Nature never ceases to amaze us. And I am not thinking about majestic natural phenomenon very far from us, but simply to a split rock, or Sasso Spaccato, that is very close to the Sibillini Mountains and Acquasanta Terme . Isabelle and Erik drove their new campervan all the way to the village of Tallacano, and this is their report!
The village Tallacano unveils itself as a lost village, abandoned after the 2016 earthquake. The history of Tallacano is very uncertain: was it founded by the fleeing Greeks during the Roman period or by the Tagliacane family from Ascoli Piceno in the 14th century? Be that as it may, one of the first documents mentioning the name Tagliacane and dated 1527 is in the Vatican Museums.
“We parked just before the entrance of the village, which is unaccessible to unauthorized people. Here you will find the coordinates.
Now we started a climb via an unpaved path. At times it was difficult to walk, but luckily the great panoramas gave us good courage!
In this way we climbed higher and higher, to eventually reach the San Pietro Apostolo church. Founded in the 16th century and recently restored, it was unfortunately closed.
We went up for another fifteen minutes, until we arrived at the jaw-dropping scenario. Through the wood, we came face to face with a gigantic rock wall that was split over its entire length. It was the eroding effect of water that created this spectacular canyon throughout the centuries.
In summer the trees at the top of the rock probably made for an even more impressive sight! Peculiar caves and holes decorated the rock walls – as well as less attractive engraved names. Crosses are also said to have been carved when they buried the dead here during a cholera epidemic at the end of the 19th century. But we did not find those crosses.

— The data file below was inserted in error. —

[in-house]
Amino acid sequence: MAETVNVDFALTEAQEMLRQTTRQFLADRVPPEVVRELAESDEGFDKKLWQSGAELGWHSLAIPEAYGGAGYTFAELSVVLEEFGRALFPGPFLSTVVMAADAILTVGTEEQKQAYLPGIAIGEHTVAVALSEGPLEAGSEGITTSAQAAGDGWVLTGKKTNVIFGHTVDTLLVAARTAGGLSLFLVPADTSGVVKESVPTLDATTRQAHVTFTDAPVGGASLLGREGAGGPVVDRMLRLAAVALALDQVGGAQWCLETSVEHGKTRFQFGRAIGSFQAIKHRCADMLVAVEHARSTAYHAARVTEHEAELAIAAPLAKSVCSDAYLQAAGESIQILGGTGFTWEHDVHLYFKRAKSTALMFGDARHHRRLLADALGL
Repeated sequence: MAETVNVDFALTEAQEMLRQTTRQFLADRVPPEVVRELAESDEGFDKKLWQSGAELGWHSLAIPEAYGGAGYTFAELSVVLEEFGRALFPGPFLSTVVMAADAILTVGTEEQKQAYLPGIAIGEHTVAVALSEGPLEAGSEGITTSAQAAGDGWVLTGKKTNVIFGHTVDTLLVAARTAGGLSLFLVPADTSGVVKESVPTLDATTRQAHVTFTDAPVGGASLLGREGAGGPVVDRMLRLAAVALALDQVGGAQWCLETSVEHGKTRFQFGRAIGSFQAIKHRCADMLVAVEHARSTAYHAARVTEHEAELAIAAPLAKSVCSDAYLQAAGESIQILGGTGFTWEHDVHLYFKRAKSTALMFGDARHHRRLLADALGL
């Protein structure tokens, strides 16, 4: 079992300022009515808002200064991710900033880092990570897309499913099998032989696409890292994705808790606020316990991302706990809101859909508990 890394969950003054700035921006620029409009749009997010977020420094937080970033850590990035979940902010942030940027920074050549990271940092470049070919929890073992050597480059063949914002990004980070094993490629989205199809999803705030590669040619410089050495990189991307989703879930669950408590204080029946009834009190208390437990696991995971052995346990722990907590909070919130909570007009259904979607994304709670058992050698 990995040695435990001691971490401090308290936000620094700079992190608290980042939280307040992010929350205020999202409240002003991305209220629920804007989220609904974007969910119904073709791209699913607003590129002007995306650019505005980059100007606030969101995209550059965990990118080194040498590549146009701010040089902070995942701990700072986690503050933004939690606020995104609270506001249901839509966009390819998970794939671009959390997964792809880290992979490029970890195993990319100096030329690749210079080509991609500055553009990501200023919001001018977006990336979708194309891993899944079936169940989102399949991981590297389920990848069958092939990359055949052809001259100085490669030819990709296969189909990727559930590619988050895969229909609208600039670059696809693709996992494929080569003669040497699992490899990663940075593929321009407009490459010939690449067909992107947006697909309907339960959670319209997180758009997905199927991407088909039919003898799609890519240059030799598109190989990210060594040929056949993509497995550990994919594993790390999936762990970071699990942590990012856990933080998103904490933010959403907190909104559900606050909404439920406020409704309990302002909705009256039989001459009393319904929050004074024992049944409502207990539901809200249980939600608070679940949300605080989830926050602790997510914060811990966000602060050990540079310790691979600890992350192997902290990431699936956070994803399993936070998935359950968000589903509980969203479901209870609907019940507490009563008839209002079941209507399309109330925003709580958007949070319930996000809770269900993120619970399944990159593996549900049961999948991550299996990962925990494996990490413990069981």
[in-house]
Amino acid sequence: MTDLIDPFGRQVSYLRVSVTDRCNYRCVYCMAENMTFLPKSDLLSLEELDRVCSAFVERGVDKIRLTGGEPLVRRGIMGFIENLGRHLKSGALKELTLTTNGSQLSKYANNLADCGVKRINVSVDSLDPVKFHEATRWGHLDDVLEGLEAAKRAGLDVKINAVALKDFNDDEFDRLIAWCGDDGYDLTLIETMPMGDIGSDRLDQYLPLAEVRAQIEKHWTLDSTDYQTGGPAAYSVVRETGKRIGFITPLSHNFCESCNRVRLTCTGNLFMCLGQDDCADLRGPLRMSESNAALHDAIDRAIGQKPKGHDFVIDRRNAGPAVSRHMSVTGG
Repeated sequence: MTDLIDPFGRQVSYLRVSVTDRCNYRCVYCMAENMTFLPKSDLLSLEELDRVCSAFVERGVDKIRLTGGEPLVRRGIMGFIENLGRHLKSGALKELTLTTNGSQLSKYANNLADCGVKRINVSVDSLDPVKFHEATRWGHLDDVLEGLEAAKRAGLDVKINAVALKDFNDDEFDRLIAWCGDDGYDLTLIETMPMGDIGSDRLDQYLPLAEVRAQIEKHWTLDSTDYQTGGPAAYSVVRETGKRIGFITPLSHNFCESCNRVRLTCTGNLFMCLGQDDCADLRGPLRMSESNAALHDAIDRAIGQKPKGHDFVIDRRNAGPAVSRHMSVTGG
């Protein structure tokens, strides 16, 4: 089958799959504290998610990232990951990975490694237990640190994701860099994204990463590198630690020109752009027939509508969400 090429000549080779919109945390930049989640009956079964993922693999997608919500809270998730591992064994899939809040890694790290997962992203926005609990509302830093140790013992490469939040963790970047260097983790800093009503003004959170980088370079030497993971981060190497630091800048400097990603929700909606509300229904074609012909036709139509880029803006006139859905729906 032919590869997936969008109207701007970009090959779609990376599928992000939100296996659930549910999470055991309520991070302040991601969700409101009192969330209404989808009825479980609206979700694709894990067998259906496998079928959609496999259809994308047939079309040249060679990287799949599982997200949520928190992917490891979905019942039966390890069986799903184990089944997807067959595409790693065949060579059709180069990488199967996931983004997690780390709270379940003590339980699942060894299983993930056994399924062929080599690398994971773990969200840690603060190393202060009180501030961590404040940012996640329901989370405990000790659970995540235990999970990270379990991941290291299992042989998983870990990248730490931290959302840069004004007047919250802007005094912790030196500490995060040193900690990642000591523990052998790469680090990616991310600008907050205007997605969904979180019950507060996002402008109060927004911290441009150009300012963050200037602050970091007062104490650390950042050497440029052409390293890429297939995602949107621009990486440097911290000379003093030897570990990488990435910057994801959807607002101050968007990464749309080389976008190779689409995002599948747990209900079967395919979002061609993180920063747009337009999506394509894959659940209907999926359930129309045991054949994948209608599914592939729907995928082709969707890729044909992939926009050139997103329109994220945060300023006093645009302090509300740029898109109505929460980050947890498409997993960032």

The road eventually came to a dead end and we, still impressed by this split rock, returned via the same path to our car.
We now left for Ascoli Piceno where on the way we discovered a church with a tiny graveyard: the San Giovanni di Battista church in Forcella. That intrigued us: there were also some old millstones along the side. This wetland area used to have a number of water mills.
The nave and tower dated from around 1118, the front part appeared to be more recent, i.e. from the 16th century. I slipped in through the gate of the cemetery. This was still used, because the last buried person was in 2021. A new part was therefore built there.
We absolutely recommend this walk to anyone who loves nature!
- good walking shoes are required.
- prefer not to walk after a rain shower, it can be slippery.
- not suitable for small children.